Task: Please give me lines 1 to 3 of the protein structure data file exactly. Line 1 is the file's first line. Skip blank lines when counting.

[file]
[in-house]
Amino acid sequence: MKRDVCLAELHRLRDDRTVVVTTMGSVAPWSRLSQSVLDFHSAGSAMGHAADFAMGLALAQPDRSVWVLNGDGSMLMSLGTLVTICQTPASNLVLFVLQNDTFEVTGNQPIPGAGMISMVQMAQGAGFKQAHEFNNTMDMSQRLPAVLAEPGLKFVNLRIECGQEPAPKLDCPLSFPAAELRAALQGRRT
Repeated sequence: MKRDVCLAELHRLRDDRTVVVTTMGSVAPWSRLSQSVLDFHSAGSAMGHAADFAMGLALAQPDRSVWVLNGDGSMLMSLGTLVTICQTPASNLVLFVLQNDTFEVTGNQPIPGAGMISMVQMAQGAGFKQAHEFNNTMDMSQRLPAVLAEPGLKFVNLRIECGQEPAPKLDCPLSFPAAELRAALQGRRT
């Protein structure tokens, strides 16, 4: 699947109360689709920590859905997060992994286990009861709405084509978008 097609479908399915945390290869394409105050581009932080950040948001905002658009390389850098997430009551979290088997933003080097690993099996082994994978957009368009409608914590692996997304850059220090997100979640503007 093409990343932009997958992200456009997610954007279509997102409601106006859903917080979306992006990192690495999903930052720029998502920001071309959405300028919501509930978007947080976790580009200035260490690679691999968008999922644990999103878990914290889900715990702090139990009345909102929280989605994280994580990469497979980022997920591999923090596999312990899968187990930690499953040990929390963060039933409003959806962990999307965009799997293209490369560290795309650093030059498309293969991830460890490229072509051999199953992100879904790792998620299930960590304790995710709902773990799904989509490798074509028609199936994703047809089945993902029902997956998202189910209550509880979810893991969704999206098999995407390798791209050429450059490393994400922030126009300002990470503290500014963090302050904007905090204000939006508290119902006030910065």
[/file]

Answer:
[in-house]
Amino acid sequence: MKRDVCLAELHRLRDDRTVVVTTMGSVAPWSRLSQSVLDFHSAGSAMGHAADFAMGLALAQPDRSVWVLNGDGSMLMSLGTLVTICQTPASNLVLFVLQNDTFEVTGNQPIPGAGMISMVQMAQGAGFKQAHEFNNTMDMSQRLPAVLAEPGLKFVNLRIECGQEPAPKLDCPLSFPAAELRAALQGRRT
Repeated sequence: MKRDVCLAELHRLRDDRTVVVTTMGSVAPWSRLSQSVLDFHSAGSAMGHAADFAMGLALAQPDRSVWVLNGDGSMLMSLGTLVTICQTPASNLVLFVLQNDTFEVTGNQPIPGAGMISMVQMAQGAGFKQAHEFNNTMDMSQRLPAVLAEPGLKFVNLRIECGQEPAPKLDCPLSFPAAELRAALQGRRT